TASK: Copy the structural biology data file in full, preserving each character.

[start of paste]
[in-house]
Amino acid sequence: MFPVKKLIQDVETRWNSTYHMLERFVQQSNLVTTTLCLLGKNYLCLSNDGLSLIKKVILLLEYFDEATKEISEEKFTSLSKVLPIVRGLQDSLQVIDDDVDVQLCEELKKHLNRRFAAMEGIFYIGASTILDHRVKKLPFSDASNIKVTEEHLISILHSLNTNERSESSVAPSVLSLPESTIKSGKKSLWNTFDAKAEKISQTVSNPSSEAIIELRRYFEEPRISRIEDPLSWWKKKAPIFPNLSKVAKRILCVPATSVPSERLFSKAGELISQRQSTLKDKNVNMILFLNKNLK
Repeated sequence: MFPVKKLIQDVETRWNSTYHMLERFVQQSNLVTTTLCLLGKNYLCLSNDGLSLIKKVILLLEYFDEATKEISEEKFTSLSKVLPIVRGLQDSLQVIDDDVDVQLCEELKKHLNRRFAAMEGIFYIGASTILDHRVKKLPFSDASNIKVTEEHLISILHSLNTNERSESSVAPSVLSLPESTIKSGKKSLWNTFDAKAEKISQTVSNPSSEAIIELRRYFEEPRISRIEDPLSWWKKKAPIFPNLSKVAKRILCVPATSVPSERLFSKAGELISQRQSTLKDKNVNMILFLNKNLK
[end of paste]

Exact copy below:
[in-house]
Amino acid sequence: MFPVKKLIQDVETRWNSTYHMLERFVQQSNLVTTTLCLLGKNYLCLSNDGLSLIKKVILLLEYFDEATKEISEEKFTSLSKVLPIVRGLQDSLQVIDDDVDVQLCEELKKHLNRRFAAMEGIFYIGASTILDHRVKKLPFSDASNIKVTEEHLISILHSLNTNERSESSVAPSVLSLPESTIKSGKKSLWNTFDAKAEKISQTVSNPSSEAIIELRRYFEEPRISRIEDPLSWWKKKAPIFPNLSKVAKRILCVPATSVPSERLFSKAGELISQRQSTLKDKNVNMILFLNKNLK
Repeated sequence: MFPVKKLIQDVETRWNSTYHMLERFVQQSNLVTTTLCLLGKNYLCLSNDGLSLIKKVILLLEYFDEATKEISEEKFTSLSKVLPIVRGLQDSLQVIDDDVDVQLCEELKKHLNRRFAAMEGIFYIGASTILDHRVKKLPFSDASNIKVTEEHLISILHSLNTNERSESSVAPSVLSLPESTIKSGKKSLWNTFDAKAEKISQTVSNPSSEAIIELRRYFEEPRISRIEDPLSWWKKKAPIFPNLSKVAKRILCVPATSVPSERLFSKAGELISQRQSTLKDKNVNMILFLNKNLK